I’ve always been a big advocate that “Green is Good” referring to the positives of groundcover no matter what it is – weeds, whatever!  Just keep the soil covered.

However, I’ve recently come unstuck.  Lately, I have been privileged to share spaces with a couple of significant leaders and regenerative agriculture advocates.  Firstly, Charlie Arnott came to town to talk to a network of young wine grape growers.  Lucky for me, I then got along to a three-day biodynamic workshop with Charlie and well-known biodynamic educator Hamish MacKay.  Then, just a couple of weeks back the renowned and inspiring Dr Christine Jones was in my neck of the woods.  I attended a workshop with her and devoured her expertise and knowledge on the soil microbiome (the interactive community of soil bacteria, archaea, fungi etc) and all round importance of plant diversity for soil health.

One of the best things about listening to people like this, is that they challenge you.  Push you to question why you think they way you do and therefore, why you act the way you do.

Arnott and MacKay are committed to the “Green is Good” ethos.  Their take is that a plant grows where there is a need for it to grow.  Nature knows what it needs. I certainly concur.  In my experience in land restoration and disturbed soils, it is the coloniser species that arrive first.  Protecting the soil, adding valuable nutrients and in our continent with low fertility soils, the nitrogen fixing legumes are one of the first on the scene.  This process of ecological succession gives way to secondary species and so on, leading to the gradual increase in complexity and robustness of the ecosystem.

Jones is also adamant that “Green is Good” but goes further in advocating the importance of diversity in the “Green” particularly across plant families. Her work points to the interconnection between plant species and stimulation of the soil microbiome, the living soil.  If nothing is growing, then the soil microbiome is not being stimulated.  So why do we need to stimulate soil microbiome? Because this creates positive feedbacks for plant growth and health. We need the soil microbes to help build new soil, fix carbon and improve availability of key nutrients.

Further, diversity of plants begets diversity in soil biota.  Different types of plants stimulate, different microorganisms for their needs. If you have diversity in your plant species, then the soil biota is also diverse.  Diversity builds resilience.  Jones sees diversity in plant families as the most effective way of encouraging the soil to “Function” effectively.  She says, “South Australian soils need a plant-led soil recovery”.  Again, I concur.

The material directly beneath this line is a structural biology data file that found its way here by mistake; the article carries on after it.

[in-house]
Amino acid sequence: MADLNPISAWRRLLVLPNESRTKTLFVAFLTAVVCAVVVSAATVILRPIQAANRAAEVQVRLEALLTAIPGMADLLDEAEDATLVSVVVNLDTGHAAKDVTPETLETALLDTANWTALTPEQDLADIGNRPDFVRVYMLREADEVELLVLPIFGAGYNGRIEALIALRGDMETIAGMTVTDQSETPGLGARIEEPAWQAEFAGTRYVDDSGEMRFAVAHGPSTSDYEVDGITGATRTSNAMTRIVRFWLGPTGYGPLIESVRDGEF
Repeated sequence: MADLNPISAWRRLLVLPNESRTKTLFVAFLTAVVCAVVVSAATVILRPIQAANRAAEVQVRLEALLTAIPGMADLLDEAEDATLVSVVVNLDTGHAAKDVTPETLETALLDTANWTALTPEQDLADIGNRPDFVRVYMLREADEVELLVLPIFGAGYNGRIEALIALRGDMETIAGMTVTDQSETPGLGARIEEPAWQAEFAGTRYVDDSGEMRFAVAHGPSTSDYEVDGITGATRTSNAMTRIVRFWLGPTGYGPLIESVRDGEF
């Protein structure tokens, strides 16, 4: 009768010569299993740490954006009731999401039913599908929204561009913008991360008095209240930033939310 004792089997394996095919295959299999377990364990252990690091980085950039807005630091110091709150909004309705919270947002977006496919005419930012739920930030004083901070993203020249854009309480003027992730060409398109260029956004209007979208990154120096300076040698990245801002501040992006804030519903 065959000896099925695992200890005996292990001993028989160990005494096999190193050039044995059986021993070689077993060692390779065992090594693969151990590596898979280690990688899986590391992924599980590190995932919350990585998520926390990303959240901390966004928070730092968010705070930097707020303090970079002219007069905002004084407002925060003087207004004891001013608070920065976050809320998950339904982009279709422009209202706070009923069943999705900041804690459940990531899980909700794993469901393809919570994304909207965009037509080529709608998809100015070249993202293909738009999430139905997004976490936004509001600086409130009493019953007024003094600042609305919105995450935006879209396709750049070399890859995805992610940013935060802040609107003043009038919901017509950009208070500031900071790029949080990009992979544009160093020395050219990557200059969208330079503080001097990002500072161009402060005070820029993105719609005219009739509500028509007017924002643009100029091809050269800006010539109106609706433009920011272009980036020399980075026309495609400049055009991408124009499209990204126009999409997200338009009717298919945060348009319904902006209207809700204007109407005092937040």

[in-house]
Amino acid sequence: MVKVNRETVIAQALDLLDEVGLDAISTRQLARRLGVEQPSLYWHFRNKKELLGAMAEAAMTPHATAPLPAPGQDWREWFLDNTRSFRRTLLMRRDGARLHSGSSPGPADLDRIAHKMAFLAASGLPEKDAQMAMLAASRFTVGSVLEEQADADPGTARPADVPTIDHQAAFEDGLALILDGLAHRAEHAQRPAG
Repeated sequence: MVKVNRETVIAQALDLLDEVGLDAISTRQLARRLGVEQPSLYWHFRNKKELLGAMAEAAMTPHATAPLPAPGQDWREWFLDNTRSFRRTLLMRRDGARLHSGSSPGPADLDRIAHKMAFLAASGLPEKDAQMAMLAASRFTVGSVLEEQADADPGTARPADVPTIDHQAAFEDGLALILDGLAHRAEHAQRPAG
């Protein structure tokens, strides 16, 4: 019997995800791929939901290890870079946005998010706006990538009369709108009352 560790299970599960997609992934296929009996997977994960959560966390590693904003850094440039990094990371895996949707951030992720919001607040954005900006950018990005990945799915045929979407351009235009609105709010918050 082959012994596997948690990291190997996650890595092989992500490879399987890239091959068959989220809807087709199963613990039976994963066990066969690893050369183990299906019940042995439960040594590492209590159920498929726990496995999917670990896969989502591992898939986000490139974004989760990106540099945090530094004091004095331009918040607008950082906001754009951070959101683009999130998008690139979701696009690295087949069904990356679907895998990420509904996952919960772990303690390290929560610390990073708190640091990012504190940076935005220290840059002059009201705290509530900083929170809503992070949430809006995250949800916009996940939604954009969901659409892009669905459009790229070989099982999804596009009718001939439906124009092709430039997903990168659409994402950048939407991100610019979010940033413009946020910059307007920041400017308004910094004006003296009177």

Big on her hit list is to look beyond grasses in our farming systems. Looking back at pre-colonial Australian landscapes, grasses were only a small percentage of total grassland species.  In fact, Jones does not event like calling them “grasslands” as they weren’t grasslands.  They were herbaceous meadows with many different plant families.  Lilies, daisies, spreading groundcovers and bulbs such as the murrnong, the yam daisy (Microseris lanceolata) a key food source of Australia’s First People’s.

Makes sense yes. However, upon her trip to South Australia Jones begun putting together a list of species that she had seen growing on the sides of the road which she thought could be planted into pasture mixes as they obviously do well in this environment and importantly were species other than grasses.  On her list were those pretty garden escapees – Gazanias (GASP!)

Here is where we diverge.

I can handle a Star Thistle, a sea of Paterson Curse, even a bit of Horehound but Gazania’s?  Gazania’s are the devil.  They are to be avoided, along with palm oil and plastic cutlery.  They just don’t fit into my perceived model of a sustainable, regenerative world.  I am being challenged.

Gazanias are a declared plant under the Natural Resource Management Act 2004.  As such, it is illegal to propagate or sell them, let alone plant them in your pasture.  Yeah, I get it.  They are incredible hardy and invasive.  Often colonising disturbed soil along roadsides.  So, you could argue, they are just doing their job.  Providing much needed groundcover, holding the soil together and importantly, feeding soil microbes.

Yeah Nah.

If the Gazanias were not there in the first place, another plant would take that space and establish.  Something that perhaps has an ecological niche in the Australian landscape such as a nitrogen fixer, or edible tubes or a plant critical to the life cycle of another species.

I’ve seen gazanias invading protected natural landscapes in conservation areas.  They have to be there to colonise, so keeping them out has merit.

I’m not a purist.  Or am I?